# Turing machine halts on input $a^m$ with $a^{m^2}$ written on tape

I am learning Turing machine in automata. Following problem might be simple, as that's the first question on Turing machines in my textbook, however I am not sure if I am doing it efficiently.

Give Turing machine with input alphabet {a} that on input $$a^m$$ halts with $$a^{m^2}$$ written on its tape.

My approach: The machine will first move right seeing an a on each position on tape. So there will be $$m+1$$ states $$q_0$$ to $$q_m$$ defined, on which the machine will move sequentially seeing an $$a$$. If machine meets the end of the string seeing an empty position at state $$q_m$$, it will move left $$\sqrt{m}$$ times, and halt.

The problems,

1. $$m$$ is not given here, so m can be anything, $$1,4,9,25,..$$, infinite possibilities. How many states shall I define then?
2. As the Turing machine can not calculate $$\sqrt{m}$$, I am defining newer states like $$q_{41},q_{42}$$ etc (If the Turing machine sees end of string at state $$q_4$$, then it moves left to state $$q_{41}$$, then to $$q_{42}$$, then it halts). This way also, many numbers of states to be defined, as $$\sqrt{m}$$ increases with $$m$$. So my transition table is becoming huge and infinite.

Can someone suggest a better way to define this Turing machine?

What you give is not a Turing machine since the number of states is not fixed but rather it depends on the length of the input.

Here is a possible Turing machine that solves the problem. Its tape alphabet is $$\{\varepsilon, a, a', b, t, t'\}$$ where $$\varepsilon$$ denotes the blank symbol, $$a'$$ can be thought as a special $$a$$ symbol that has been already "processed", and $$t$$, $$t'$$ are temporary symbols.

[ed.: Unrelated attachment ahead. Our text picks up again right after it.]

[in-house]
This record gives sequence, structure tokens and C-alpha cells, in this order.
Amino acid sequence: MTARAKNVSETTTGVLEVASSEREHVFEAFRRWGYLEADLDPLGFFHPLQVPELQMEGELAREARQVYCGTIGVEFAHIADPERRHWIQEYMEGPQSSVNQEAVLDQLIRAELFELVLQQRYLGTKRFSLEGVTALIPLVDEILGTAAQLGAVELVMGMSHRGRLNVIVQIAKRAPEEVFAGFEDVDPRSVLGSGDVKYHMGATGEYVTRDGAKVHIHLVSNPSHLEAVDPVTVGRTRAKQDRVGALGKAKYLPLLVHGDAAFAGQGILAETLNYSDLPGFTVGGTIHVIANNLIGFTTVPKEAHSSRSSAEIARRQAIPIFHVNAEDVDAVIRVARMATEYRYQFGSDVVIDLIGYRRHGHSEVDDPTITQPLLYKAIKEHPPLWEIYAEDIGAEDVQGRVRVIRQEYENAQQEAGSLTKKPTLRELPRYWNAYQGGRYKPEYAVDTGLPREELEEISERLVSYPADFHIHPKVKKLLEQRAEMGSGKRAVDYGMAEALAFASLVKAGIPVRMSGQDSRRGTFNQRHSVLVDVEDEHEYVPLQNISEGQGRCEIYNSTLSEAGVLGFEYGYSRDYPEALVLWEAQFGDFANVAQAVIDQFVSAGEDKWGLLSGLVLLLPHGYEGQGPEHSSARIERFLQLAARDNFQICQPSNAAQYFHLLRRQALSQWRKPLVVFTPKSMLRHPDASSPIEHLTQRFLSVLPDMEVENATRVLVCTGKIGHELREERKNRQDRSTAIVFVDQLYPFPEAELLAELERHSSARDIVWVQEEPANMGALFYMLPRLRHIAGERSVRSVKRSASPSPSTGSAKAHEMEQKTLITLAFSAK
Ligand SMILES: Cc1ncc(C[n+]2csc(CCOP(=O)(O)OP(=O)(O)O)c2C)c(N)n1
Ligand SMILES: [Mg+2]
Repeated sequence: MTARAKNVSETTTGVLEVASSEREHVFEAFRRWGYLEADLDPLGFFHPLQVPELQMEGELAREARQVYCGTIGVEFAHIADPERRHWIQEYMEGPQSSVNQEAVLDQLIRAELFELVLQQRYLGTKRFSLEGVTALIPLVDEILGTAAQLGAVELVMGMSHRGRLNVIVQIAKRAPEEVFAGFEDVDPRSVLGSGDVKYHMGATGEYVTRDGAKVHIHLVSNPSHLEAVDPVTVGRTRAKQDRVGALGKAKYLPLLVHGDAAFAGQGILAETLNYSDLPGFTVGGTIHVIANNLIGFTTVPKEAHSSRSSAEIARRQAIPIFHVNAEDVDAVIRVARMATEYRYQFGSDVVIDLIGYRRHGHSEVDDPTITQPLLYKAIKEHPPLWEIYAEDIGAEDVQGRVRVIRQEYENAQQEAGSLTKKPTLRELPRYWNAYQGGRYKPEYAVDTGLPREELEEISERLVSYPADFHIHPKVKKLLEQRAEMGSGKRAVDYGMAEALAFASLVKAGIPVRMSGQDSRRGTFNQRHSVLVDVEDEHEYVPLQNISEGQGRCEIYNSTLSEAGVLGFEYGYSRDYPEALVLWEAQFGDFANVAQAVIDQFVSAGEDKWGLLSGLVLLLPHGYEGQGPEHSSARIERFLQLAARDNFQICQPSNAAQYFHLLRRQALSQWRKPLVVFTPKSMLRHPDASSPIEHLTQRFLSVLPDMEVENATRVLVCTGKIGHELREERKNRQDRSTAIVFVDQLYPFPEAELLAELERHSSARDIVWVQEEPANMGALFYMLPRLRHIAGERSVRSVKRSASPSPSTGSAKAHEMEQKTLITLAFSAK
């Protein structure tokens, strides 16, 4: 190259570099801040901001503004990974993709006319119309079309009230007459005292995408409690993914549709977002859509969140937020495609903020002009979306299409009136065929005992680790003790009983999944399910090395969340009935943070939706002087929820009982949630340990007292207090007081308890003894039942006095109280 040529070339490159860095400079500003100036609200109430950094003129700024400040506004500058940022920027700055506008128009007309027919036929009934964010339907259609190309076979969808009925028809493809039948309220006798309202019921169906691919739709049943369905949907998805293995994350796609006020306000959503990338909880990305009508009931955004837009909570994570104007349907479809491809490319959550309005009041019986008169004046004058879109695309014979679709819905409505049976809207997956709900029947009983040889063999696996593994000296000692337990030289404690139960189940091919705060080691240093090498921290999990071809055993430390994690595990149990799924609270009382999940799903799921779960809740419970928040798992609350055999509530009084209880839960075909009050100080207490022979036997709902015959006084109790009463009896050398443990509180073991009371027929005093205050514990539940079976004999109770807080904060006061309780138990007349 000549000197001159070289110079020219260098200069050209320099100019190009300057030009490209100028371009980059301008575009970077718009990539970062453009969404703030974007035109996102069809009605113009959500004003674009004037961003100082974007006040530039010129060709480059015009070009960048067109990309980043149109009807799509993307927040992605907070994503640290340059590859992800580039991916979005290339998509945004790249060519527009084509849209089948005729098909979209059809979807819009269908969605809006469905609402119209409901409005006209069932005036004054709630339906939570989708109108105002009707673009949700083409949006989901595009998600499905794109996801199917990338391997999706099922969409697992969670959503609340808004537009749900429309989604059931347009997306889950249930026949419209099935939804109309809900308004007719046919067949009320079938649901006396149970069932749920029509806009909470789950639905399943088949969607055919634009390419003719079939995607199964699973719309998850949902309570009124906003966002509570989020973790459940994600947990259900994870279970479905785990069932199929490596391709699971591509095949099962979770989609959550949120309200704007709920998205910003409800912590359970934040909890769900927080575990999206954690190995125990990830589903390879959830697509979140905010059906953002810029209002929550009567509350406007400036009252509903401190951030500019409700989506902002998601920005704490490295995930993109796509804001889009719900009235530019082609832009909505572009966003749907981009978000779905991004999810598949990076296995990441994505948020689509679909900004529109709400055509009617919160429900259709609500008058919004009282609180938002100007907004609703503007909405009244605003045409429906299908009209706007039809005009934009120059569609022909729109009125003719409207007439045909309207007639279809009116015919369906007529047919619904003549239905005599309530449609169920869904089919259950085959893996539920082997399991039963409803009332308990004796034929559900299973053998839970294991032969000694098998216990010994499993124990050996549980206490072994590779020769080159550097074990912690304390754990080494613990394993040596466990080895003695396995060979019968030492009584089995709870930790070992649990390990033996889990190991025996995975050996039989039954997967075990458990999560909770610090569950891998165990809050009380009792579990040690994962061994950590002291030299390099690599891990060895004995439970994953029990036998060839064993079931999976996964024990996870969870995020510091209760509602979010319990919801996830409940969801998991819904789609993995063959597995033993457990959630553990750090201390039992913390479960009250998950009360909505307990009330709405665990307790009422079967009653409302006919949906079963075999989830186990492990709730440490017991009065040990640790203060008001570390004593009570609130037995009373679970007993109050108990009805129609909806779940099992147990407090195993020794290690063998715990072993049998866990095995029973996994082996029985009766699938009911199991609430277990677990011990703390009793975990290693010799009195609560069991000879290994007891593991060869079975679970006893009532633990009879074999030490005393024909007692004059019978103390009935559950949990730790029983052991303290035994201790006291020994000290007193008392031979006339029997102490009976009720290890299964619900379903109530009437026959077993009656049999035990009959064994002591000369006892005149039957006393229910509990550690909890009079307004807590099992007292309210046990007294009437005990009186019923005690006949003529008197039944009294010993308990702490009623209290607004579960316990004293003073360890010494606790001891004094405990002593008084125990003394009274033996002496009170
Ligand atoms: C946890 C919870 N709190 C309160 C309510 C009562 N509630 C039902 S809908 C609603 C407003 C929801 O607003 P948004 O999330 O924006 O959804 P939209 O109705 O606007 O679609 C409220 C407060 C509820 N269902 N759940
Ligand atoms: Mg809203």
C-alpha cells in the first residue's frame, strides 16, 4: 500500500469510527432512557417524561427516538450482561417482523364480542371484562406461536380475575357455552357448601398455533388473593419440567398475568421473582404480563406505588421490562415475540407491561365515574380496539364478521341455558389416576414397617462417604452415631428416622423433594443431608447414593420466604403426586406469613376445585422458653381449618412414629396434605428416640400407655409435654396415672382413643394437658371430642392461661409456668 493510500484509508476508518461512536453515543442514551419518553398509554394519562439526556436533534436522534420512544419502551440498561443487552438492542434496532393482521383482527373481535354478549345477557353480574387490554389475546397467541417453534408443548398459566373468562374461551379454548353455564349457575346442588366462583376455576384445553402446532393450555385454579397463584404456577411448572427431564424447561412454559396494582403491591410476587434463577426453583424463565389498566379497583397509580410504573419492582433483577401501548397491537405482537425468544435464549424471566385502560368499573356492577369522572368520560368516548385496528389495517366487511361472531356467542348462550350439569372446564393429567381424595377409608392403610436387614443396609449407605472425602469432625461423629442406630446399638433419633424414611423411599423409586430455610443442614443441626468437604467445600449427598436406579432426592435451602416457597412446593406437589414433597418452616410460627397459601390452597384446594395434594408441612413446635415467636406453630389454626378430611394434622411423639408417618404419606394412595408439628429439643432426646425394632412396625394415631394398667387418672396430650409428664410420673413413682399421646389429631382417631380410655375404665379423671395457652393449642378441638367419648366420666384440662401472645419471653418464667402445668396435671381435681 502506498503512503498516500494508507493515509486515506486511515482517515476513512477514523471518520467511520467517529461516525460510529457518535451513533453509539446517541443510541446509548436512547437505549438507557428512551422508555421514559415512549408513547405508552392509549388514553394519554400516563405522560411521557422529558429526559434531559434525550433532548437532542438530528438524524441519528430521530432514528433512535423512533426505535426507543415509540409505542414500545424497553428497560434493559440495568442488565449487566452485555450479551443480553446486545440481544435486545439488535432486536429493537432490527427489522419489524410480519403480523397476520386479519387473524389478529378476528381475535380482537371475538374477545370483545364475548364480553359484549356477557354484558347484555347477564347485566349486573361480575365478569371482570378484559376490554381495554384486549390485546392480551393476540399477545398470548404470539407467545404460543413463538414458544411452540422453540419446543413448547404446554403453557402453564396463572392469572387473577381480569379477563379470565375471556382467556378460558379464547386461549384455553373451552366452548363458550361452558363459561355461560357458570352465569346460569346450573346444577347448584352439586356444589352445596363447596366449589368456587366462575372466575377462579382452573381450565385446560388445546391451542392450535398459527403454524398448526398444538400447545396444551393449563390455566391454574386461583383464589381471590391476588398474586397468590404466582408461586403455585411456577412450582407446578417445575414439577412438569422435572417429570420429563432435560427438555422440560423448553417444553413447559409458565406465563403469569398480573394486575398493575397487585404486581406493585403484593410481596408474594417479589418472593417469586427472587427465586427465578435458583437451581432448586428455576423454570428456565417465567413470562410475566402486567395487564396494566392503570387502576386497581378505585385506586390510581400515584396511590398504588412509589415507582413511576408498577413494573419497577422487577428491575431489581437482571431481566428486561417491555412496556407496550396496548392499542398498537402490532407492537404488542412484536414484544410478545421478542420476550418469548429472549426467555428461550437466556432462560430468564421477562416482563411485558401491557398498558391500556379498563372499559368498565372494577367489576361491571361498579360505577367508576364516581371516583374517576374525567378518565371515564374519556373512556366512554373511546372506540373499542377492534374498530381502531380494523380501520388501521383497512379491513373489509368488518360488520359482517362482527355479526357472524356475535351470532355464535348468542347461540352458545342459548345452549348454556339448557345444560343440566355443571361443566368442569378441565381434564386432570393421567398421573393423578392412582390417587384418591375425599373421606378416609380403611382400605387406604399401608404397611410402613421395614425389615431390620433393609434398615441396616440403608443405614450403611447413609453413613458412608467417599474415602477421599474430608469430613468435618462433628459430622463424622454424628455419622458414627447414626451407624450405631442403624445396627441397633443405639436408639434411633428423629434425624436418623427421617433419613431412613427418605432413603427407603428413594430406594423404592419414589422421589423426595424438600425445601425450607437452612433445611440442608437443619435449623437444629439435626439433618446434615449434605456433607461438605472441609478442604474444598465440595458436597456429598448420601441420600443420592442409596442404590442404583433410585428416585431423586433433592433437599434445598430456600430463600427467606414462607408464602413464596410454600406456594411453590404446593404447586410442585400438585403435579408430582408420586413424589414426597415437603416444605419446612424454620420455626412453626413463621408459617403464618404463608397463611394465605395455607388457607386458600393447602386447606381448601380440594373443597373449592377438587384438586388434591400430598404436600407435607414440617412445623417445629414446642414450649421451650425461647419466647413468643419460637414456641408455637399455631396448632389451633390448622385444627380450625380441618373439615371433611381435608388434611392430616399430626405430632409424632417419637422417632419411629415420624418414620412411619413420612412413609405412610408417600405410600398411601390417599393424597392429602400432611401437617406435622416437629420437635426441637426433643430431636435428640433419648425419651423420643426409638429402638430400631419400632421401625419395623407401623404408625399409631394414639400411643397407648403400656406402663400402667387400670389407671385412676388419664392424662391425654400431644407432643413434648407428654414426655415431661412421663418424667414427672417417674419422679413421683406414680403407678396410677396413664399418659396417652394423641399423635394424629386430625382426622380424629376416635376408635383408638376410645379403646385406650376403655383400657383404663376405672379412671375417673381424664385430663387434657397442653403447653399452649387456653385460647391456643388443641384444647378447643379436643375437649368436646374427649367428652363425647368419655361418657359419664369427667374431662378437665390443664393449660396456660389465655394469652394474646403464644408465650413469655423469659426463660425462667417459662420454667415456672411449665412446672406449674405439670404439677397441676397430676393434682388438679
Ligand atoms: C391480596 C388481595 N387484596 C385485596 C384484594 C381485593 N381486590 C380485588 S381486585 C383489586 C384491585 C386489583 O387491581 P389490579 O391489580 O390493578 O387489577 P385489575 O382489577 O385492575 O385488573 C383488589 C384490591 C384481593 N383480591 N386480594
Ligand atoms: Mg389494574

It is convenient to first describe a simpler subroutine. If the tape contains $$m$$ symbols that are either $$a$$s or $$a'$$s then the following subroutine appends $$m$$ $$b$$s to the tape. First repeat the following:

• Search for the leftmost $$a$$ or $$a'$$, if any. This can be done by moving left until $$\varepsilon$$ is found, then moving right until one of $$a$$, $$a'$$, or $$\varepsilon$$ is found.
• If no $$a$$ or $$a'$$ exists then exit the loop.
• If the current symbol is $$a$$, replace it with $$t$$. Otherwise replace it with $$t'$$.
• Move right until the first $$\varepsilon$$ symbol is encountered.
• Replace the current symbol with $$b$$.

At the end of the loop replace all $$t$$s with $$a$$s and all $$t'$$s with $$a'$$s.

The final Turing machine repeats the following steps:

• Search for the leftmost $$a$$, if any.
• If no such $$a$$ exists then exit the loop.
• Replace the current symbol with $$a'$$.
• Invoke the above subroutine.

At the end of the loop replace all $$a'$$s with $$\varepsilon$$s and all $$b$$s with $$a$$s. Halt.

• Not getting how it is halting at $\sqrt{m}$ position. Looks to me it is shifting all $a$'s to right by $m$ positions. However thanks for giving the idea that temporary terminals can be used by Turing machine to work out a logic. Jun 30 '21 at 5:52
• From the statement of your problem it seems like when the input of your machine is $a^m$, it needs to compute $a^{m^2}$. Correct me if I'm wrong. The Turing machine in my answer does that, i.e., it computes the square not the square root. Jun 30 '21 at 7:47
• ok. May be I perceived the problem wrong. Jun 30 '21 at 8:37